By Wayne Northey
July 9, 2005
21780 18th Ave.
The ringing condemnation by Western leaders of acts of terror is obviously fully deserved. As far as it goes…
On July 7, 2005 Prime Minister Tony Blair called the London bombings “barbaric attacks.” On September 1, 1939, President Roosevelt wrote to the major powers that aerial bombing of civilians had “profoundly shocked the conscience of humanity” and called it “inhuman barbarism.” He later referred to the December 7, 1941 attack on Pearl Harbour as a “date, which will live in infamy.” President Bush designated the September 11, 2001 attackers “evildoers.” All very true. But…
James Berardinelli in a review of Errol Morris’ documentary The Fog of War wrote: “[Former Defense Secretary Robert S. McNamara] served in World War II under the unrelenting command of General Curtis LeMay, the commander of the 20th Air Force. In 1945, LeMay was in charge of a massive firebombing offensive in Japan that resulted in the deaths of nearly 1 million Japanese citizens, including 100,000 in Tokyo during a single night. LeMay’s B-29 bombers raked 67 Japanese cities, sometimes killing more than 50% of the population. McNamara points out that, had the United States lost the war, he and LeMay would have been tried as war criminals.”
General Curtis LeMay, au contraire the most decorated military officer of the United States of America, boasted of the Tokyo raid: “[W]e scorched and boiled and baked to death more people in Tokyo on that night of March 9-10  than went up in vapor at Hiroshima and Nagasaki combined.” (For the record, he was mistaken.)
The Chief of Staff for Presidents Roosevelt and Truman, William Leahy, memoired of the atomic bombs that killed at least 120,000 civilians instantly in Hiroshima and Nagasaki: “It is my opinion that the use of this barbarous weapon at Hiroshima and Nagasaki was of no material assistance in our war against Japan… My own feeling was that in being the first to use it, we had adopted an ethical standard common to the barbarians of the Dark Ages. (italics in original)”
Prime Minister Churchill nonetheless described the thousands of carpet and fire bombing campaigns against over 100 German and Japanese cities, including the two atomic detonations, as “moral bombing”…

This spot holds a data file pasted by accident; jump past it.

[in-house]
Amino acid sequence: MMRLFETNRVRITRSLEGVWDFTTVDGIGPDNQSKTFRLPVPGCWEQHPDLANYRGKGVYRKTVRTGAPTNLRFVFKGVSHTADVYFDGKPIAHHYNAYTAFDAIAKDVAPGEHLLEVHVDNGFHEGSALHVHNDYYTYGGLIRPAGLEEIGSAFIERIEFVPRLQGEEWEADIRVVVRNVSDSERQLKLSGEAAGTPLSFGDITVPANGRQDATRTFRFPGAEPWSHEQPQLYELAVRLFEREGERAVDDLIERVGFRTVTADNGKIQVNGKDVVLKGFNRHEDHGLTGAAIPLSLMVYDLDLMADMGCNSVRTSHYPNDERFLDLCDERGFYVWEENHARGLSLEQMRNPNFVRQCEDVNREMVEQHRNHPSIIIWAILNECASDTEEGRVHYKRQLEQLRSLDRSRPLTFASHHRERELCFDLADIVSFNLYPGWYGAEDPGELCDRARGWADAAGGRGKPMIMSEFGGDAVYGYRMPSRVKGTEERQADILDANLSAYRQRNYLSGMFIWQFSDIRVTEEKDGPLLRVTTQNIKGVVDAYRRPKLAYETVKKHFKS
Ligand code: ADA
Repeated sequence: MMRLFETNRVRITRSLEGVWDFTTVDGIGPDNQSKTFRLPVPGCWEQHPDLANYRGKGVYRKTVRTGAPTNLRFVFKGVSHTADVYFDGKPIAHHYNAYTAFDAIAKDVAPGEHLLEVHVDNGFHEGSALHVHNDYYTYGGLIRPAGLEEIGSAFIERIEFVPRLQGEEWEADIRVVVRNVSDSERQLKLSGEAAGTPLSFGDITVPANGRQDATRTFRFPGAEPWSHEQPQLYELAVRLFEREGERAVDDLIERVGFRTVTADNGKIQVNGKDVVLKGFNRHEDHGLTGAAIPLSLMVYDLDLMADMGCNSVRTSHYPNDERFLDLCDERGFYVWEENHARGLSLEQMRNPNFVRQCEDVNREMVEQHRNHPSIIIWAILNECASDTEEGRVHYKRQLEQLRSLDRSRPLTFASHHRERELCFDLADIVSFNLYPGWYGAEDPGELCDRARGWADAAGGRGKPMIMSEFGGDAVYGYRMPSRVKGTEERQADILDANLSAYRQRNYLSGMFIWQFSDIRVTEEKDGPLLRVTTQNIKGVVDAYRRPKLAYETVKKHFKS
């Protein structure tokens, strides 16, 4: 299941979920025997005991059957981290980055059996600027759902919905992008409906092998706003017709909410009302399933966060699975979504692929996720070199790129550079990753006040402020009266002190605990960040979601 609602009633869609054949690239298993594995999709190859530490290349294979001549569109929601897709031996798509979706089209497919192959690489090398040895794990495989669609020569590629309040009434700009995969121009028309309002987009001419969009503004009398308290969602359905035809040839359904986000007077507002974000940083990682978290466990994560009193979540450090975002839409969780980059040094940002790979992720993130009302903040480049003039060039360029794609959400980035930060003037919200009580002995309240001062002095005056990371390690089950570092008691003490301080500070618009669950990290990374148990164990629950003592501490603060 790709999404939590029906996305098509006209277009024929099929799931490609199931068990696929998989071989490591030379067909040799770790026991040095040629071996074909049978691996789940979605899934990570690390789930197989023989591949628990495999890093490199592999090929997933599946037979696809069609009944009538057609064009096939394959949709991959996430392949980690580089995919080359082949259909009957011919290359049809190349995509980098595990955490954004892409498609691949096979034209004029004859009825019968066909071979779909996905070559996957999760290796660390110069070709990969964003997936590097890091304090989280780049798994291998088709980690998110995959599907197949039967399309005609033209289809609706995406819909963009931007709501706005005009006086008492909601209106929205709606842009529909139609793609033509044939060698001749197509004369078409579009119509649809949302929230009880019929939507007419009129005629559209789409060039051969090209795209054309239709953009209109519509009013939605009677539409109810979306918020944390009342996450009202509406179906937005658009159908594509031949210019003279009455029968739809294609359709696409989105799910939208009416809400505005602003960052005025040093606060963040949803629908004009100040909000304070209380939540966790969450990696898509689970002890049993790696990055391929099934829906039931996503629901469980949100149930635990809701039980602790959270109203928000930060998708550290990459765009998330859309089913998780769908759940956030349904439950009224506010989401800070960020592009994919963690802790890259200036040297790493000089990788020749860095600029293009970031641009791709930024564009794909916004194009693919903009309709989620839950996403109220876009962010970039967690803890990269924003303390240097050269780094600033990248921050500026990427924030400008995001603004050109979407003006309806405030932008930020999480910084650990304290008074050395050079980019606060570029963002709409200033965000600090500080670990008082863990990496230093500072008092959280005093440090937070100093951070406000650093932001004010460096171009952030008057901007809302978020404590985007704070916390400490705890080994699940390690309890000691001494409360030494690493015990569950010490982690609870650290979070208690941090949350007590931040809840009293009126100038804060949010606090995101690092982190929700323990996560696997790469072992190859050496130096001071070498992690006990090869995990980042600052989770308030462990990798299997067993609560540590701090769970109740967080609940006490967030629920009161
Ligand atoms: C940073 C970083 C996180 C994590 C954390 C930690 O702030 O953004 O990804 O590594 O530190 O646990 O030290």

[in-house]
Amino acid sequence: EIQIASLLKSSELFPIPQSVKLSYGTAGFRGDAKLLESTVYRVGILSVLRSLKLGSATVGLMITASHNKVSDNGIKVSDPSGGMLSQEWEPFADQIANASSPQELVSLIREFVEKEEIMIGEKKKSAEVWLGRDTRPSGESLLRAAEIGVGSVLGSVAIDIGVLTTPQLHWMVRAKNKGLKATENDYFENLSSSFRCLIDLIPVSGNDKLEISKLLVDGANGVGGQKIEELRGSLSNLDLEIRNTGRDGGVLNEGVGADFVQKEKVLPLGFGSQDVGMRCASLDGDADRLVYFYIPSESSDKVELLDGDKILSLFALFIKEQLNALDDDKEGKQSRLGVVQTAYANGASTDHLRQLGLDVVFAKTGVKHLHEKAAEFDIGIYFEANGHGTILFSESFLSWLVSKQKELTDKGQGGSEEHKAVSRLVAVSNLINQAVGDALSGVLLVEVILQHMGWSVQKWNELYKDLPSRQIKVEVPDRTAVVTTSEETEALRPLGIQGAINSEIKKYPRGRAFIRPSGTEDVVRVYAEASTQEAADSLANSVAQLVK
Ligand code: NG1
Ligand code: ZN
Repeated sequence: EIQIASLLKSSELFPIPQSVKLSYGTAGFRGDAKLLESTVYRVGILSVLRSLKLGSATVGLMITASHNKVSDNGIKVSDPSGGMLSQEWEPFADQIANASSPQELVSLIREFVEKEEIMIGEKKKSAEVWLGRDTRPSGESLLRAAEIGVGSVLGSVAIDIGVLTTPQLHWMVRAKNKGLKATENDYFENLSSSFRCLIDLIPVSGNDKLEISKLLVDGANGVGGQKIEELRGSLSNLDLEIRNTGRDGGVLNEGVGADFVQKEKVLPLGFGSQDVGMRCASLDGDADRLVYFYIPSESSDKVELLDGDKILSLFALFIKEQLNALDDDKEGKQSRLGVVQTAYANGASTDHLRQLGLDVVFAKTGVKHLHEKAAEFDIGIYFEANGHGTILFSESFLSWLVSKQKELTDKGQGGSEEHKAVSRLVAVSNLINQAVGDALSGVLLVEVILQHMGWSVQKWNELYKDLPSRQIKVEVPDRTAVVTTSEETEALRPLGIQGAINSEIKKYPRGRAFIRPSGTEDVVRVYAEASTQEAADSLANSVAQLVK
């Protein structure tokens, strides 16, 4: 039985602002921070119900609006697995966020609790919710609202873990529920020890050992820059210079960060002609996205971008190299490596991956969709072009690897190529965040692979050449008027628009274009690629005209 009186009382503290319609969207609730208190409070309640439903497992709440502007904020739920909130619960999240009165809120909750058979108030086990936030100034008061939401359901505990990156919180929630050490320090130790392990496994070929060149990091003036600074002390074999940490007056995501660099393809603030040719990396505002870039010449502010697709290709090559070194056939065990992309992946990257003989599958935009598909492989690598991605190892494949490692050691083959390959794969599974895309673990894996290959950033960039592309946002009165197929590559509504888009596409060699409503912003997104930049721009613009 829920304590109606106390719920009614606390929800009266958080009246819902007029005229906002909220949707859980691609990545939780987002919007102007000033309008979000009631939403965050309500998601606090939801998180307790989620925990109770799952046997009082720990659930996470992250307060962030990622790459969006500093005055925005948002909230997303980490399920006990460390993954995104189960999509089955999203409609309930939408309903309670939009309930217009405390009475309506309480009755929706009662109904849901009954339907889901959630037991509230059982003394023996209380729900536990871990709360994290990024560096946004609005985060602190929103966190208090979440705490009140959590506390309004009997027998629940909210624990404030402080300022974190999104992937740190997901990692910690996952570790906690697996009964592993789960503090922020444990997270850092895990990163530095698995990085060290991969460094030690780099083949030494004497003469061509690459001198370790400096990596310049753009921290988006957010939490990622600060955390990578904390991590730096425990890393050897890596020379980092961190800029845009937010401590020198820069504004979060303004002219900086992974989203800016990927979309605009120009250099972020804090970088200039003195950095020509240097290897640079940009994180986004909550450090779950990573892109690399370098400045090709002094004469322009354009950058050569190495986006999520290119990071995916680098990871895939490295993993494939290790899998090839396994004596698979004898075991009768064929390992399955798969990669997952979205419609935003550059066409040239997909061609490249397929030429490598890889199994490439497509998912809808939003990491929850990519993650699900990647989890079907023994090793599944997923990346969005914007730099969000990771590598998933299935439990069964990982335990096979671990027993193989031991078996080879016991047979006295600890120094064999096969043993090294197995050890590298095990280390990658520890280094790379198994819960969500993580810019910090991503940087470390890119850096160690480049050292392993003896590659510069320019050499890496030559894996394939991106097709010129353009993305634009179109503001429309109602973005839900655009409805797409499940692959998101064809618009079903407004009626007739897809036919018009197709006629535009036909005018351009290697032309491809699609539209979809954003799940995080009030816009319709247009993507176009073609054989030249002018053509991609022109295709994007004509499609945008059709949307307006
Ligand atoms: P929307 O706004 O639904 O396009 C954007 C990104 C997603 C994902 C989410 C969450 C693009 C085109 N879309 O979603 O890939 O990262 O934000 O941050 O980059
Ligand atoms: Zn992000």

Columnist Bob Herbert (New York Times, November 1, 2004) draws on reliable sources to inform us there were by last year already 100,000 civilian deaths due to the American invasion of Iraq. President Bush recently said however, “It is worth it,” echoing former Secretary of State Madeleine Albright’s judgment, some of whose family lived through the Nazi Holocaust, that one million civilian deaths from sanctions against Iraq were “worth it.”
Historian Tami Biddle wrote that when aerial warfare was still only imagined in the 19th century, it meant “English-speaking peoples raining incendiary bombs over the enemy to impose the customs of civilization.” Rudyard Kipling applauded the ruthless conquering of the Philippines after the Spanish-American War with: “Take up the White Man’s burden–/The savage wars of peace –.”
Shakespeare expressed in Hamlet: “The lady doth protest too much, methinks.” He might have been describing a gaggle of 20th- and 21st-century Western leaders, most recently Prime Minister Blair and President Bush. In that same play, Shakespeare wrote: “Something is rotten in the state of Denmark.” In place of Denmark might have been inserted: “Western civilization.”
Pete Seeger sang, “When will they ever learn?” Chris Hedges wrote in War Is a Force That Gives Us Meaning: “We forget what war is about, what it does to those who wage it and those who suffer from it. Those who hate war the most, I have often found, are veterans who know it.” The little child in The Emperor’s New Clothes blurted out the obvious: “But the Emperor has nothing on at all!!!” Catholic anthropologist Gil Bailie claimed of war, including by “the good guys,” the West: “If we humans become too morally troubled by the brutality to revel in the glories of the civilization made possible by it, we will simply have to reinvent culture. This is what Nietzsche saw through a glass darkly. This is what Paul sensed when he declared the old order to be a dying one (I Cor. 7:31). This is the central anthropological issue of our age.”
Michael Scheuer, the “Anonymous” CIA author of Imperial Hubris, in an interview said of mass slaughter of civilians: “That’s the way war is. I’ve never really understood the idea that any American government, any American elected official is responsible for protecting civilians who are not Americans.”
In the West, no less than anywhere else in the world, the “clash of civilizations” (Samuel Huntington) seems still in truth to be the “clash of barbarisms” (Gilbert Achcar). The ancient Babylonian creation myth established the ubiquitous maxim: Might is right. Jared Diamond in The Third Chimpanzee, wrote – and substantiated his conclusion with long lists of evidence – that the only consistent signature of our species is genocide.
Mahatma Gandhi once was asked, “What do you think of Western civilization?” He responded, “I think it would be a good idea.”